Takeaway: Pricing is a sensitive issue for customers, but they don’t necessarily want more options. They just want a plan that works perfectly for them, and adding options doesn’t always lead to that. In any case, be very careful testing pricing, and be sensitive to the fact that you’ll likely need to make plenty of concessions to existing customers to treat them fairly.
2) Changing Free Trial Length.
We always knew that we’d be testing different free trial lengths to figure out what worked best.
When we made our product demo video, we even had the voiceover artist record different lines when we called on customers to “sign up for your X-day free trial now.”
But that didn’t make customers who got shorter trials any less angry.
We’ve tested 7, 14, 30 and 60-day free trials. Today, everyone gets a 30-day trial (and we’ve got a post coming up about why that’s worked best for us), but how would you feel if you got a 7-day trial, and later learned that we offered a 60-day free trial?
I’d feel pretty shitty about it, considering it would mean that I paid for nearly an extra two months more than the 7-day trial customer.
We wanted to be fair to our customers, but we couldn’t simply give everyone the 60-day trial because it would screw up our testing. So if a customer noticed and raised an issue, we wouldn’t hesitate to extend their free trial.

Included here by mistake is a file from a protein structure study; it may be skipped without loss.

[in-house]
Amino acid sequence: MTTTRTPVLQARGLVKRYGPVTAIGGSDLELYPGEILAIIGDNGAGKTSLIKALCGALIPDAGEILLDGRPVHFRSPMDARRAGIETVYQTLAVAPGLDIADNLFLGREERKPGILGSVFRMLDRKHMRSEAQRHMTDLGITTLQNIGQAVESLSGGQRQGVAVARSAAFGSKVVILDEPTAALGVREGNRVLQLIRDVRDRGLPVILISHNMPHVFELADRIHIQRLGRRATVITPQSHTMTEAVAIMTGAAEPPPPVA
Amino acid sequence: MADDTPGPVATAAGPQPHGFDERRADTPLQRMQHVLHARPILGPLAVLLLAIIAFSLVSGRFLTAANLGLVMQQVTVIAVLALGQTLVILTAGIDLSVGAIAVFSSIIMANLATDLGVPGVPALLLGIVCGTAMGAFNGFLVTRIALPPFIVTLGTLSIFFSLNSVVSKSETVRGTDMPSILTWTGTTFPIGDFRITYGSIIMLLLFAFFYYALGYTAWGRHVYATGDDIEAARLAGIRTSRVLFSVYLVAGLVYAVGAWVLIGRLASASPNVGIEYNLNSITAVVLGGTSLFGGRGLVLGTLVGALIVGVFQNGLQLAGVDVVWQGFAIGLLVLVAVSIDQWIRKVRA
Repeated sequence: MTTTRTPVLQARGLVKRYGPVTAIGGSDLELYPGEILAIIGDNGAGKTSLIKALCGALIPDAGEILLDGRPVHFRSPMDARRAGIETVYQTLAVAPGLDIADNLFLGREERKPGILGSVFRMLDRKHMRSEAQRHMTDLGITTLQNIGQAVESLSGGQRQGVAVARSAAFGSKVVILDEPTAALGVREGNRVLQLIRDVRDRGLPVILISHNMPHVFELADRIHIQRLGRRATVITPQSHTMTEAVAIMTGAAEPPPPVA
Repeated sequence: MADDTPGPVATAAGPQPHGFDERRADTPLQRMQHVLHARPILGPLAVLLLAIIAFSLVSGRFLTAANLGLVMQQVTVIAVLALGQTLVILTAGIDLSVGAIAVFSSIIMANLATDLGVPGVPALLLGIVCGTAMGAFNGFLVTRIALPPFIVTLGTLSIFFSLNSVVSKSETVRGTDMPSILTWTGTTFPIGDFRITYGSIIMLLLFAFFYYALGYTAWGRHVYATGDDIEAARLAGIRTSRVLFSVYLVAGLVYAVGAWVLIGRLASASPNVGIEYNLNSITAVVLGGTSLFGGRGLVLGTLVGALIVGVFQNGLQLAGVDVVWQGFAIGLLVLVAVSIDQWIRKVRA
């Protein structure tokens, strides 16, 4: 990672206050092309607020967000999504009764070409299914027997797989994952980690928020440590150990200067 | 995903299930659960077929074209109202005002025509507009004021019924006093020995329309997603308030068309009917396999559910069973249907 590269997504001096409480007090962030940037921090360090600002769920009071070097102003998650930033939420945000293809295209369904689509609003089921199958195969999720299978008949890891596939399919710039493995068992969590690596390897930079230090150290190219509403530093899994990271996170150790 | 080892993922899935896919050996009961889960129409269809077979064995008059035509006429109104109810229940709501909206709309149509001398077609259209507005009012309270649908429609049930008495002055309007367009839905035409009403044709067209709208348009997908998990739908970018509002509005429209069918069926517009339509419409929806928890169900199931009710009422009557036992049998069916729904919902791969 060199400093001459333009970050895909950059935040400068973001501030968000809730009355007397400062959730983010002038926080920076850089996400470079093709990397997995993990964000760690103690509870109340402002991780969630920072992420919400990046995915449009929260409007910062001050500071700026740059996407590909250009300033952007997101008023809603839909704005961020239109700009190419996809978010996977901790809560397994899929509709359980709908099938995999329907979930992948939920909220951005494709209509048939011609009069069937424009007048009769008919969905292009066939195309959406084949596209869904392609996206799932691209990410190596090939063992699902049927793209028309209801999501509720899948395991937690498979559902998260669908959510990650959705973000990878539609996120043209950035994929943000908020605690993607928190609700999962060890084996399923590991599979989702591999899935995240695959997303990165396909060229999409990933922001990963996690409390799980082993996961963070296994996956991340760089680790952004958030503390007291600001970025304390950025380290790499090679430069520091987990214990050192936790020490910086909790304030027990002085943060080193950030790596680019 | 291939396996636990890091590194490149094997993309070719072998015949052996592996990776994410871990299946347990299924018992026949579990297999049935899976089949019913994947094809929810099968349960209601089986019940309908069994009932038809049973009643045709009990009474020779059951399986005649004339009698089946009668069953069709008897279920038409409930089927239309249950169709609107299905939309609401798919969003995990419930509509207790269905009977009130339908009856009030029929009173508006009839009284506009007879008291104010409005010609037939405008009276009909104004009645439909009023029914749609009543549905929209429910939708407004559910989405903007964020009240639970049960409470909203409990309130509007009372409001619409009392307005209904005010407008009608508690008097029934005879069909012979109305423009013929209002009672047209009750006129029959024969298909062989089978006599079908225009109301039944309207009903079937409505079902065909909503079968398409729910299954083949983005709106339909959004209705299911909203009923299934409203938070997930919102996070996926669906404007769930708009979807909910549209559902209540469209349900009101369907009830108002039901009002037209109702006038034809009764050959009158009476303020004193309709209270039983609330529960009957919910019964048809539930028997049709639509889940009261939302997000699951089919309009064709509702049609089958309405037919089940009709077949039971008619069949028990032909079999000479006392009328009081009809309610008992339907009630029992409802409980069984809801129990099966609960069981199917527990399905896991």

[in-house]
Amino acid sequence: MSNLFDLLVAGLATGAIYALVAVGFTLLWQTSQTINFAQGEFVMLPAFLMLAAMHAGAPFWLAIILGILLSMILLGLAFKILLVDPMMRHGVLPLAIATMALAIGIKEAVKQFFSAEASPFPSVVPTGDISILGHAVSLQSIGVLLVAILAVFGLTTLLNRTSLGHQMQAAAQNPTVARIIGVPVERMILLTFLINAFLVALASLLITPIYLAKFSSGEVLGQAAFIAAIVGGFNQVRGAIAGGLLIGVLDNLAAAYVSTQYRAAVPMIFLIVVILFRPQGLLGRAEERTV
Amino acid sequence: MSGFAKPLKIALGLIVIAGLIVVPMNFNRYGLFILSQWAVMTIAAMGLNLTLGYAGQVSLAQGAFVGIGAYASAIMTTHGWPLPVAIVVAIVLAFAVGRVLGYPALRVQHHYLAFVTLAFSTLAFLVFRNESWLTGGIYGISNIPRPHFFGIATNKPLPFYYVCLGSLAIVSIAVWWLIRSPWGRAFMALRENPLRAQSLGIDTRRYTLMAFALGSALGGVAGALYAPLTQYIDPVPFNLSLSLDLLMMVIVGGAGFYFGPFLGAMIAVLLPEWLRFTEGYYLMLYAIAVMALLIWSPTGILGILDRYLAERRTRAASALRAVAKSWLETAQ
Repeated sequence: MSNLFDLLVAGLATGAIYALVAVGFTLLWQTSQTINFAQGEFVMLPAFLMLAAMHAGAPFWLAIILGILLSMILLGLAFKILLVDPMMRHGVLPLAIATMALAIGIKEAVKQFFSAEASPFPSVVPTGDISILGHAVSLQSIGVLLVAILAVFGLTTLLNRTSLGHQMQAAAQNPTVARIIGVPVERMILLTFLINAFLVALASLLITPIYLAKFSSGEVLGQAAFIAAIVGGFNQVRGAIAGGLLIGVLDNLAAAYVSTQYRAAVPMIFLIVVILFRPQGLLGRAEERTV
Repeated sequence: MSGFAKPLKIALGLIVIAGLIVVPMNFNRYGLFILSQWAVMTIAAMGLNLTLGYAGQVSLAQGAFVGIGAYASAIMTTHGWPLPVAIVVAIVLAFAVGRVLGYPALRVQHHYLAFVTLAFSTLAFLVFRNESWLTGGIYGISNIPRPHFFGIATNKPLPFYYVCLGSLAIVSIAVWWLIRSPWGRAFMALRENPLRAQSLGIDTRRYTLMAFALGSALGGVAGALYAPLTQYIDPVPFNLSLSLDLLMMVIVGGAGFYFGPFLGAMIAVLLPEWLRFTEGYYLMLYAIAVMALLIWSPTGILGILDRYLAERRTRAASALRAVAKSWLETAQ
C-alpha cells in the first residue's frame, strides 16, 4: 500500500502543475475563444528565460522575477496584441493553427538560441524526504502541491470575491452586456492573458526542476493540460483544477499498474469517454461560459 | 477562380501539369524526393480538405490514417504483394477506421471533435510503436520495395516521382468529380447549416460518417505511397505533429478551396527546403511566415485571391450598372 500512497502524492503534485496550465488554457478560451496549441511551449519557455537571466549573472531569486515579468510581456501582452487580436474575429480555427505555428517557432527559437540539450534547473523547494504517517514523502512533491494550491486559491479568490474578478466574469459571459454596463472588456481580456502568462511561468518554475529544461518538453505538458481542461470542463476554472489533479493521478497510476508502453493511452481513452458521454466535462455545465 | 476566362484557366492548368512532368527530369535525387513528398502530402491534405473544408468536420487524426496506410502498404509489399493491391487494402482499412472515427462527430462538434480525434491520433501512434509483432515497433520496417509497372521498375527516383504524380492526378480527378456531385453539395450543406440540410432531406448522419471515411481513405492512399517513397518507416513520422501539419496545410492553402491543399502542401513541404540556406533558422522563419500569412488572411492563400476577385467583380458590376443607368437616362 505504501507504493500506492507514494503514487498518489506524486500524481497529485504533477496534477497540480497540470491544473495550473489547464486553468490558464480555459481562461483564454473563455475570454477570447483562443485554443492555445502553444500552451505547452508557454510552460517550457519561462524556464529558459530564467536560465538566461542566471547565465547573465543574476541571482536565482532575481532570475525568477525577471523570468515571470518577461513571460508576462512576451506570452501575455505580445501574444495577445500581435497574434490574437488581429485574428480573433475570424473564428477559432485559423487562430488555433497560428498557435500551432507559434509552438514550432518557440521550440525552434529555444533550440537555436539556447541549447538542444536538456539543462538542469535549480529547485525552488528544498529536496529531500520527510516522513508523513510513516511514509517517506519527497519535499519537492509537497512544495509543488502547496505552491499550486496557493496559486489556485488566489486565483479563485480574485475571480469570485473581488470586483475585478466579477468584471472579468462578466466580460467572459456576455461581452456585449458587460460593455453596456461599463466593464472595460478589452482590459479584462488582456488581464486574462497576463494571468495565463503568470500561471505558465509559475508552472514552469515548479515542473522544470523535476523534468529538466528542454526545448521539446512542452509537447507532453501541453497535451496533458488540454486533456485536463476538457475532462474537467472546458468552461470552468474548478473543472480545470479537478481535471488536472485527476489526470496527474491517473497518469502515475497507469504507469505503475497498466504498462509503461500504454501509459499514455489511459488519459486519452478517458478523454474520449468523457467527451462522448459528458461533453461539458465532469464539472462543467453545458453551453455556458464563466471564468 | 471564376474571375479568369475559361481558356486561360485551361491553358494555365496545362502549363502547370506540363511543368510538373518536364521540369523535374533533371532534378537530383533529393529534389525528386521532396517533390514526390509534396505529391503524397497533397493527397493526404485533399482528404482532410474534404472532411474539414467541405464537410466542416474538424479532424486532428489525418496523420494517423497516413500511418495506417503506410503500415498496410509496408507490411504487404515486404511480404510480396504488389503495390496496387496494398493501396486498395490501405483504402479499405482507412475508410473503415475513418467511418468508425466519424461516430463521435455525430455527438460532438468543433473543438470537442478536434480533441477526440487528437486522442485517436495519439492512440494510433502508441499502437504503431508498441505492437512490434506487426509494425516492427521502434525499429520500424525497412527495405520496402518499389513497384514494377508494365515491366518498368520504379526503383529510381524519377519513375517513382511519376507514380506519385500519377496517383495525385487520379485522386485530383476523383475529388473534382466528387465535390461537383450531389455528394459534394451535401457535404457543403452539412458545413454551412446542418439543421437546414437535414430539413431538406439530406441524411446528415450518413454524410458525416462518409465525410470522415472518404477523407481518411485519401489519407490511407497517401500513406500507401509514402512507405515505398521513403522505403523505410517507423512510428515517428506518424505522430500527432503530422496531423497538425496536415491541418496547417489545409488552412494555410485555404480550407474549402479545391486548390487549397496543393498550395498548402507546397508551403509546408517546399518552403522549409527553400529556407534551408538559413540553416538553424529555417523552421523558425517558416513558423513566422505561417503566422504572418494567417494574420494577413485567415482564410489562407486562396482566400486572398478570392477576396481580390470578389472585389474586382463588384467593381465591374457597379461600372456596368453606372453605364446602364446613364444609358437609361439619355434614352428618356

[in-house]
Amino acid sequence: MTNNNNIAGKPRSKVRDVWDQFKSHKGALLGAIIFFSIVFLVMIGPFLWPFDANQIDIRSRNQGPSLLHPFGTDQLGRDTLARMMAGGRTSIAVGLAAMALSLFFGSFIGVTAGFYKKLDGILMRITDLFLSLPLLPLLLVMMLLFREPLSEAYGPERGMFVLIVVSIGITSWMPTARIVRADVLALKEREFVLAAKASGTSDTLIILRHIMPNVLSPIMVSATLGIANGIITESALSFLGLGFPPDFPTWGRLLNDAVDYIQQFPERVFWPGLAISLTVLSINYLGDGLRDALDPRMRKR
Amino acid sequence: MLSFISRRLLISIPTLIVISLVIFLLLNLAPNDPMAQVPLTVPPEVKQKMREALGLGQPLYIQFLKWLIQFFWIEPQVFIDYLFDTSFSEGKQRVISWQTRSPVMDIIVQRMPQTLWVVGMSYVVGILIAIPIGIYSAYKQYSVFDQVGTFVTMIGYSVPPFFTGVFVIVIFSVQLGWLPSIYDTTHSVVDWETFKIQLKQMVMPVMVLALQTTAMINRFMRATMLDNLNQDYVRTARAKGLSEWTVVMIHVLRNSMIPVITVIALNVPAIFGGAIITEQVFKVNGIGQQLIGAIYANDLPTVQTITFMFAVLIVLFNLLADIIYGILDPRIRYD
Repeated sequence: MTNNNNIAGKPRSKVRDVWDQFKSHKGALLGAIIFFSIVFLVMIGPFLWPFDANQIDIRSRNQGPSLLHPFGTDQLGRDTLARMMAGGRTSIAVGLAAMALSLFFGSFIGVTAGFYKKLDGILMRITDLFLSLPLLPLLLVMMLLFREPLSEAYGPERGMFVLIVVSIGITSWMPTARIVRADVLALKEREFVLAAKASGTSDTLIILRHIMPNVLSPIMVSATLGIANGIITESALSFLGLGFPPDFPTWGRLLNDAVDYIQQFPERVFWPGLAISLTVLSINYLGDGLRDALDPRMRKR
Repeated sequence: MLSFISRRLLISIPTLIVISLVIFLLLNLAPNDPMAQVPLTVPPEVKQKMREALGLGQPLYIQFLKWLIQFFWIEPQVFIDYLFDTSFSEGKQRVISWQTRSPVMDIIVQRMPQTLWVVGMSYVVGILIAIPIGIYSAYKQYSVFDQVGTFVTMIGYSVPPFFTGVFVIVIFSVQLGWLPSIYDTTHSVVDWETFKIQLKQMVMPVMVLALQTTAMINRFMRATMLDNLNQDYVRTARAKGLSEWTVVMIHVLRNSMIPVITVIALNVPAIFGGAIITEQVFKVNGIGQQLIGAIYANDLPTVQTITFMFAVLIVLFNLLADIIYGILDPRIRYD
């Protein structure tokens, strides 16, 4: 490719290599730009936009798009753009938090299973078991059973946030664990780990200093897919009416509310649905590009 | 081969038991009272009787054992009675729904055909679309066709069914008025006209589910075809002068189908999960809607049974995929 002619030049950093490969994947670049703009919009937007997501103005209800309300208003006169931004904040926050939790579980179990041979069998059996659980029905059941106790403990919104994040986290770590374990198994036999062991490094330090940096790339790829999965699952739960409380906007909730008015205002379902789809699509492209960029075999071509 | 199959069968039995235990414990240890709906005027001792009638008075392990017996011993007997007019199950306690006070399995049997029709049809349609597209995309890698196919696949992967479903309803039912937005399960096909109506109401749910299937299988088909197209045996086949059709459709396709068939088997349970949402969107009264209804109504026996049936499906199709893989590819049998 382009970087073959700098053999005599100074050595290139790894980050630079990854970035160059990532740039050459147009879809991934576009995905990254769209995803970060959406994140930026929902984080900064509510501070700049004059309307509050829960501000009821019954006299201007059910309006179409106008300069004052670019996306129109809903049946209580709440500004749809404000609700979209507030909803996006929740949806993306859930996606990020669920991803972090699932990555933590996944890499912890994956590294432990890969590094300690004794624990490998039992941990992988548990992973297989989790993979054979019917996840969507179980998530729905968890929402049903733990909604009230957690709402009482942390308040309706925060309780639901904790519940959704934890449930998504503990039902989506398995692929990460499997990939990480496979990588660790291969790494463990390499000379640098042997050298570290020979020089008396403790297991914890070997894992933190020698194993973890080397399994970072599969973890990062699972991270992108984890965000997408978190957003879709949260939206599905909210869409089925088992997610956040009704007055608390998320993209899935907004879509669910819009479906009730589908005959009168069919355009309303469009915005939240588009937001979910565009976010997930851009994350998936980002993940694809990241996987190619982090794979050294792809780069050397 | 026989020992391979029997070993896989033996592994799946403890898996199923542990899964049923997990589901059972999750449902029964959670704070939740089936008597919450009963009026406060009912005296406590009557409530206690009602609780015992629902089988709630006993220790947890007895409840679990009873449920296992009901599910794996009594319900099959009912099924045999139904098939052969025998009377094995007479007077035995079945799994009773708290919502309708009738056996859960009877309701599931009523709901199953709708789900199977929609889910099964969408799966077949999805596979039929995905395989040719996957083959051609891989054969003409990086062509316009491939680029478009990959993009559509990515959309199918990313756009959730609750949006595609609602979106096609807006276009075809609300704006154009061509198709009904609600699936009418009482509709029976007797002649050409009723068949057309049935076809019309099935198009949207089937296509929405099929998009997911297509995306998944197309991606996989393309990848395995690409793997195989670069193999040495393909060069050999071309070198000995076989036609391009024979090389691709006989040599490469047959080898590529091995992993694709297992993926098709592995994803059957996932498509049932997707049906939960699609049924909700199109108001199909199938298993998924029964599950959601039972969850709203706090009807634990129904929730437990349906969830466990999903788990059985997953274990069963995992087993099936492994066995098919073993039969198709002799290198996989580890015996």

We no longer have to do this as our free trial hasn’t changed in months, but it was a painful learning experience in doing what’s right for the business (and customers) in the long-term at the cost of pissing off a few customers in the short-term.
Takeaway: Testing is an important part of any business, but it invariably means that some customers will get a “worse” deal. If they ask, don’t hesitate to make those customers whole.
3) Killing One of Our Biggest Features.
When we first launched Groove, we had two “core” products: our help desk app, and our live chat software.
We had too many competing messages, and it confused visitors enough to keep our conversions quite low:
Over time, it became clear that the two-product route was a mistake. Our engineering team was stretched too thin supporting both, and neither app got the attention that an early-stage product so desperately needs.
Instead of a single app that we were proud of, we had two that were under-developed.
So a year ago, we made the tough call to kill live chat to save our business.
While some customers were supportive…
Others didn’t agree with our decision:
Though importantly, we were probably saved by the transparency and honesty we took with the decision, rather than simply labeling the change as an “enhancement” as I’ve seen many companies do:
Takeaway: If you’re going to make a drastic change to your product, be honest about why you’re doing it. Nobody buys the “enhancement” excuse anymore, but people do appreciate you respecting their intelligence and wanting to focus on making the best product possible for them.